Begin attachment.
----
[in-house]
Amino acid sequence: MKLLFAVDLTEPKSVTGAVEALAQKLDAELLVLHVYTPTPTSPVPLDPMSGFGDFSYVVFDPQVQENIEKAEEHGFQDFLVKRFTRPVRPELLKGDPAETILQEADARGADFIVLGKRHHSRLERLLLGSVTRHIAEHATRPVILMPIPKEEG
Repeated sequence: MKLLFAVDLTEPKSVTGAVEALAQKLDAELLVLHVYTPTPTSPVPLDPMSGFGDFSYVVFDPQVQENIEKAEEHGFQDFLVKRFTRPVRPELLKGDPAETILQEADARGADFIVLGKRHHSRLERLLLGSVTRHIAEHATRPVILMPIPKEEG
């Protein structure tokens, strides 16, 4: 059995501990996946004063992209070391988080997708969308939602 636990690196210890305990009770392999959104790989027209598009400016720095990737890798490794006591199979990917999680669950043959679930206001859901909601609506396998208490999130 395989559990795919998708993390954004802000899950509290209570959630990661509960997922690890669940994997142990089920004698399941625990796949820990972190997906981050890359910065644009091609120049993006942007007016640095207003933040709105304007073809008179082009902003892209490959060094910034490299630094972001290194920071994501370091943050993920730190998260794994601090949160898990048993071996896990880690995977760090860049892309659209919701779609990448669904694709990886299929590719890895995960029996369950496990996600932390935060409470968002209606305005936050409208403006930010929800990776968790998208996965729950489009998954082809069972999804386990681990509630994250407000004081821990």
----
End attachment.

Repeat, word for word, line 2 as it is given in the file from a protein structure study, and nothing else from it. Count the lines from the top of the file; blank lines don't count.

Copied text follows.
Amino acid sequence: MKLLFAVDLTEPKSVTGAVEALAQKLDAELLVLHVYTPTPTSPVPLDPMSGFGDFSYVVFDPQVQENIEKAEEHGFQDFLVKRFTRPVRPELLKGDPAETILQEADARGADFIVLGKRHHSRLERLLLGSVTRHIAEHATRPVILMPIPKEEG